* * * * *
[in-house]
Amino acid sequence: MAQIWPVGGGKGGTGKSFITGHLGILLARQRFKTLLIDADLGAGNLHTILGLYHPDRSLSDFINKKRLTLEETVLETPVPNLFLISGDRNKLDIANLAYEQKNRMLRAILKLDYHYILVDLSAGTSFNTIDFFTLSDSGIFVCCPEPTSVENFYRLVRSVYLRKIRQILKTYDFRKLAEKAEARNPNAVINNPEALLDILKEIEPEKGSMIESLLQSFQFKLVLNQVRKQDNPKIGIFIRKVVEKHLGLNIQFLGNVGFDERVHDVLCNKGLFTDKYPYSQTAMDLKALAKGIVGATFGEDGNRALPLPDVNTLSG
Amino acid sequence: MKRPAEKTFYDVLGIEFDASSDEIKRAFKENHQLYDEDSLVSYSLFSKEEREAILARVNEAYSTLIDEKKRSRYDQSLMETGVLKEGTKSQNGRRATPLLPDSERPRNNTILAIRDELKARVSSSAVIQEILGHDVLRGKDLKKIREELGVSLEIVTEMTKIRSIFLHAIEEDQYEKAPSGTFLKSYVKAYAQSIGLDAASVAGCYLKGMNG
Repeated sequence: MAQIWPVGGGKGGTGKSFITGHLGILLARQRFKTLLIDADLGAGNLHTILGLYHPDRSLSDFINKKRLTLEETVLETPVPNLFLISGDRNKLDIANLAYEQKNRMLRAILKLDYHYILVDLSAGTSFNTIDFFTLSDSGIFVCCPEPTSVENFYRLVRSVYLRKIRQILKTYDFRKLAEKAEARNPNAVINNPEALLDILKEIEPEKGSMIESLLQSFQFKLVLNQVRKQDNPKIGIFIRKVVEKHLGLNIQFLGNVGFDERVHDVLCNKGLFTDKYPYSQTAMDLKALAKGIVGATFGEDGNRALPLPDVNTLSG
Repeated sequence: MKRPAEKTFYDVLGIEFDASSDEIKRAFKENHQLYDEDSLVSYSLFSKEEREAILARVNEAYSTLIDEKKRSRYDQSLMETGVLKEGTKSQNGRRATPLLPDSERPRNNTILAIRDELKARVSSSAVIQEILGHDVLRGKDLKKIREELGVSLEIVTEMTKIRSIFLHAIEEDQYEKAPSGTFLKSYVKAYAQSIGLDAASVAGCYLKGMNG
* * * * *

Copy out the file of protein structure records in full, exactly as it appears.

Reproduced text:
[in-house]
Amino acid sequence: MAQIWPVGGGKGGTGKSFITGHLGILLARQRFKTLLIDADLGAGNLHTILGLYHPDRSLSDFINKKRLTLEETVLETPVPNLFLISGDRNKLDIANLAYEQKNRMLRAILKLDYHYILVDLSAGTSFNTIDFFTLSDSGIFVCCPEPTSVENFYRLVRSVYLRKIRQILKTYDFRKLAEKAEARNPNAVINNPEALLDILKEIEPEKGSMIESLLQSFQFKLVLNQVRKQDNPKIGIFIRKVVEKHLGLNIQFLGNVGFDERVHDVLCNKGLFTDKYPYSQTAMDLKALAKGIVGATFGEDGNRALPLPDVNTLSG
Amino acid sequence: MKRPAEKTFYDVLGIEFDASSDEIKRAFKENHQLYDEDSLVSYSLFSKEEREAILARVNEAYSTLIDEKKRSRYDQSLMETGVLKEGTKSQNGRRATPLLPDSERPRNNTILAIRDELKARVSSSAVIQEILGHDVLRGKDLKKIREELGVSLEIVTEMTKIRSIFLHAIEEDQYEKAPSGTFLKSYVKAYAQSIGLDAASVAGCYLKGMNG
Repeated sequence: MAQIWPVGGGKGGTGKSFITGHLGILLARQRFKTLLIDADLGAGNLHTILGLYHPDRSLSDFINKKRLTLEETVLETPVPNLFLISGDRNKLDIANLAYEQKNRMLRAILKLDYHYILVDLSAGTSFNTIDFFTLSDSGIFVCCPEPTSVENFYRLVRSVYLRKIRQILKTYDFRKLAEKAEARNPNAVINNPEALLDILKEIEPEKGSMIESLLQSFQFKLVLNQVRKQDNPKIGIFIRKVVEKHLGLNIQFLGNVGFDERVHDVLCNKGLFTDKYPYSQTAMDLKALAKGIVGATFGEDGNRALPLPDVNTLSG
Repeated sequence: MKRPAEKTFYDVLGIEFDASSDEIKRAFKENHQLYDEDSLVSYSLFSKEEREAILARVNEAYSTLIDEKKRSRYDQSLMETGVLKEGTKSQNGRRATPLLPDSERPRNNTILAIRDELKARVSSSAVIQEILGHDVLRGKDLKKIREELGVSLEIVTEMTKIRSIFLHAIEEDQYEKAPSGTFLKSYVKAYAQSIGLDAASVAGCYLKGMNG